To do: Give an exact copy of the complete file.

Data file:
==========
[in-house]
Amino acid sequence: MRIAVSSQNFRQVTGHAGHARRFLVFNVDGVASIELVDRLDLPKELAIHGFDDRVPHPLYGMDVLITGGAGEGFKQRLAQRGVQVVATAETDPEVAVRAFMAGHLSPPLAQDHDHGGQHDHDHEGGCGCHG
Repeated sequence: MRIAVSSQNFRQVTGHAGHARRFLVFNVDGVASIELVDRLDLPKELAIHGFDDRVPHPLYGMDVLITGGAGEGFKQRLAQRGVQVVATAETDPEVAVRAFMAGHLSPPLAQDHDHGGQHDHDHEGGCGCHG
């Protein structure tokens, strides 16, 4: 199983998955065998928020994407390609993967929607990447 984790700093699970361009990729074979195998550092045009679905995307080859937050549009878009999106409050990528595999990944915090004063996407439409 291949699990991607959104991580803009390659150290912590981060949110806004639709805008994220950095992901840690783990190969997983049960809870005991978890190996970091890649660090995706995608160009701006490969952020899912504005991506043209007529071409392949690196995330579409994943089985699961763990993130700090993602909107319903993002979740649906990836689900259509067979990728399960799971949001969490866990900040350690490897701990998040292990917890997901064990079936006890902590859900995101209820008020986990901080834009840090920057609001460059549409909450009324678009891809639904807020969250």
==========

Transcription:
[in-house]
Amino acid sequence: MRIAVSSQNFRQVTGHAGHARRFLVFNVDGVASIELVDRLDLPKELAIHGFDDRVPHPLYGMDVLITGGAGEGFKQRLAQRGVQVVATAETDPEVAVRAFMAGHLSPPLAQDHDHGGQHDHDHEGGCGCHG
Repeated sequence: MRIAVSSQNFRQVTGHAGHARRFLVFNVDGVASIELVDRLDLPKELAIHGFDDRVPHPLYGMDVLITGGAGEGFKQRLAQRGVQVVATAETDPEVAVRAFMAGHLSPPLAQDHDHGGQHDHDHEGGCGCHG
């Protein structure tokens, strides 16, 4: 199983998955065998928020994407390609993967929607990447 984790700093699970361009990729074979195998550092045009679905995307080859937050549009878009999106409050990528595999990944915090004063996407439409 291949699990991607959104991580803009390659150290912590981060949110806004639709805008994220950095992901840690783990190969997983049960809870005991978890190996970091890649660090995706995608160009701006490969952020899912504005991506043209007529071409392949690196995330579409994943089985699961763990993130700090993602909107319903993002979740649906990836689900259509067979990728399960799971949001969490866990900040350690490897701990998040292990917890997901064990079936006890902590859900995101209820008020986990901080834009840090920057609001460059549409909450009324678009891809639904807020969250």